“People that have registered can select their own programme and join both the conference and the forum if they wish. We call these the main stage events. We also have a partner stage, where participants can choose to join a session that is hosted by one of our partners,” said Steijn.
Normally held in the august surroundings of Amsterdam’s old stock exchange building, Beurs van Berlage, Chocoa also has an excellent reputation for networking, which it wishes to continue this year online.
“All participants will be in a list that is accessible by all visitors online as well as in the Chocoa App. In our ‘meeting plaza’ we’ll have random meeting carousels that allow for meetings with persons selected by our algorithm, based on tags that visitors select upon registration. This offers the kind of serendipity of real live conferences, where you can meet people accidentally during coffee or cocoa breaks,” said Steijn.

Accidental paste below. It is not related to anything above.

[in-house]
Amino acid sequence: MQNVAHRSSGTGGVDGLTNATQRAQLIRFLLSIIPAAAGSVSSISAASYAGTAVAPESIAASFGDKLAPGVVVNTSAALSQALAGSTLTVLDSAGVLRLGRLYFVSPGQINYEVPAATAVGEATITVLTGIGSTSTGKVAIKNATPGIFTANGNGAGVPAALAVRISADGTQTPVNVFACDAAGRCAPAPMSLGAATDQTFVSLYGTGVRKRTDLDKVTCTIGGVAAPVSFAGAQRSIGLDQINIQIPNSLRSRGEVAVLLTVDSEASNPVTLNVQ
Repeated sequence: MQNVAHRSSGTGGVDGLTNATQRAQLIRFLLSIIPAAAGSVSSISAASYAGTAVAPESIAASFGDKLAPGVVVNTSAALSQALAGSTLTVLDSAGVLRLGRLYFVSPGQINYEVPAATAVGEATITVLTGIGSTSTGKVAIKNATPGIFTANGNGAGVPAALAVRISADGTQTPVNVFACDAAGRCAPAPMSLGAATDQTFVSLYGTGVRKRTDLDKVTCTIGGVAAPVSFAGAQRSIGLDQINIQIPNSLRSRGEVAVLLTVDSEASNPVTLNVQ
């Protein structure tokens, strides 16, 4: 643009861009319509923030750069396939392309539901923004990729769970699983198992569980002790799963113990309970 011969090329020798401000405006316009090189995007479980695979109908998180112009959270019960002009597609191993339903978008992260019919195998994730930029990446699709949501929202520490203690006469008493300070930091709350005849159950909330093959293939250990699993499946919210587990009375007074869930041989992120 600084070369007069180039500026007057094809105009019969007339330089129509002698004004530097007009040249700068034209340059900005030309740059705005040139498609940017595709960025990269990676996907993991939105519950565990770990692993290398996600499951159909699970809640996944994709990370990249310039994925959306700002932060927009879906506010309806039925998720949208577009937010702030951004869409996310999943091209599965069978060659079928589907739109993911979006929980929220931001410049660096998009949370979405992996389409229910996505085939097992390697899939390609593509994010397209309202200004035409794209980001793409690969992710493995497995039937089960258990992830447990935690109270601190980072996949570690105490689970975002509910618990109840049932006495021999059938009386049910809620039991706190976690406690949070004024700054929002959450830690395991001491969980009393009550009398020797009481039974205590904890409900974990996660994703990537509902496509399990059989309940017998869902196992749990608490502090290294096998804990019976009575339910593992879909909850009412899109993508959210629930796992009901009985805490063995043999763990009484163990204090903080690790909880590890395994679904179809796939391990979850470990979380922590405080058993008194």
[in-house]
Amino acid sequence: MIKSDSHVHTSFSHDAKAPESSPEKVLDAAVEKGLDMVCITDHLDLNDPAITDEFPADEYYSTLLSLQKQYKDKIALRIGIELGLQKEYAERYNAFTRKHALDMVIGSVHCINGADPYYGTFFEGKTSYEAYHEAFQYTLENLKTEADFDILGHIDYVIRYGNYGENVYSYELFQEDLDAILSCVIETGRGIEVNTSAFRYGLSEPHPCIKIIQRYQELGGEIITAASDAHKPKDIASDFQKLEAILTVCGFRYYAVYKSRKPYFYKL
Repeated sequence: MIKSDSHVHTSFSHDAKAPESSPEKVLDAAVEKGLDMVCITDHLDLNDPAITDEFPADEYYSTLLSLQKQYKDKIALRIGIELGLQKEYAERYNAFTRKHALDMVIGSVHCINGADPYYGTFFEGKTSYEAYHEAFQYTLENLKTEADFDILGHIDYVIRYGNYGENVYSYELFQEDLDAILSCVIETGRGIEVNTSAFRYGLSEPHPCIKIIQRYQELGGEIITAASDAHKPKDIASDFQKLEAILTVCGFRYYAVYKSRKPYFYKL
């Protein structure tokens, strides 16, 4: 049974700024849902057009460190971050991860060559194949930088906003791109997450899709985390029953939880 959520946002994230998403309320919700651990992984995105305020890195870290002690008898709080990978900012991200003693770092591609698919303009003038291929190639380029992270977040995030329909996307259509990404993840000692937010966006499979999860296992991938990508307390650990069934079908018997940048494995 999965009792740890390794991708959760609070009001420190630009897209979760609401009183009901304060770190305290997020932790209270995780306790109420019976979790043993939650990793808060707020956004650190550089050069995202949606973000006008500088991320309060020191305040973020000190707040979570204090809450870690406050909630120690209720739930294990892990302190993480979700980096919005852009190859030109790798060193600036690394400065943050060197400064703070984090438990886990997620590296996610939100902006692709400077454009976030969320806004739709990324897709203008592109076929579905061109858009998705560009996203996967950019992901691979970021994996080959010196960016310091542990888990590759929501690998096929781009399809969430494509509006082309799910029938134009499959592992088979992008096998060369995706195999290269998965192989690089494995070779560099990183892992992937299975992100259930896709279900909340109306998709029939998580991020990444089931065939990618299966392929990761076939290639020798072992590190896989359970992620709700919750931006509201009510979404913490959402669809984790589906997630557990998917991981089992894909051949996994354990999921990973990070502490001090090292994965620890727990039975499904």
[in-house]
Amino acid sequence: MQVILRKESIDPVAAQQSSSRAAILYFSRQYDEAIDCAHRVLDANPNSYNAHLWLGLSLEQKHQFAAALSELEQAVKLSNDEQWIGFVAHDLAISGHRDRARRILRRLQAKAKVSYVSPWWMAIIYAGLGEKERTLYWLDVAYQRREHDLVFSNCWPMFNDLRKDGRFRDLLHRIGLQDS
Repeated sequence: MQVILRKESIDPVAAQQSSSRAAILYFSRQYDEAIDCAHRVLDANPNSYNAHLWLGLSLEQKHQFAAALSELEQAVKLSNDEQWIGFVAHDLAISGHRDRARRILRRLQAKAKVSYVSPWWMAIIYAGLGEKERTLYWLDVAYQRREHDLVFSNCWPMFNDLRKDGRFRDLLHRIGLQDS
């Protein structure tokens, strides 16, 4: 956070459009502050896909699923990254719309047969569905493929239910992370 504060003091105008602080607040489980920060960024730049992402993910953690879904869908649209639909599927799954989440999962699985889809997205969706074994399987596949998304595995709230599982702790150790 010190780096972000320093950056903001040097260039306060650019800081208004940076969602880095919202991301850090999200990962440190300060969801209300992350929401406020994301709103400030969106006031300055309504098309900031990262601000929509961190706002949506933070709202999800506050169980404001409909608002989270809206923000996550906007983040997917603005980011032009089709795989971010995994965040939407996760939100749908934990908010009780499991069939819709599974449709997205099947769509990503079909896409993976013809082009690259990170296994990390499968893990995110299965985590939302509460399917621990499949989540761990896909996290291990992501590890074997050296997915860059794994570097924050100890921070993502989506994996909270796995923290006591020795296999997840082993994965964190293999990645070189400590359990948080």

Along with the thorny issue of child labour, topics such as re-thinking diversification, agroforestry, and digitisation are headlining at this year’s ASCC.
Over the past year, many events in the cocoa sector have been cancelled or postponed indefinitely. The Cocoa Barometer said it has been a setback for the sector in keeping sustainability issues at the top of the agenda.
Steijn and co-founder Caroline Lubbers said they felt a responsibility to organise this year’s event and ensure business meetings and networking opportunities stand at the forefront of the programme.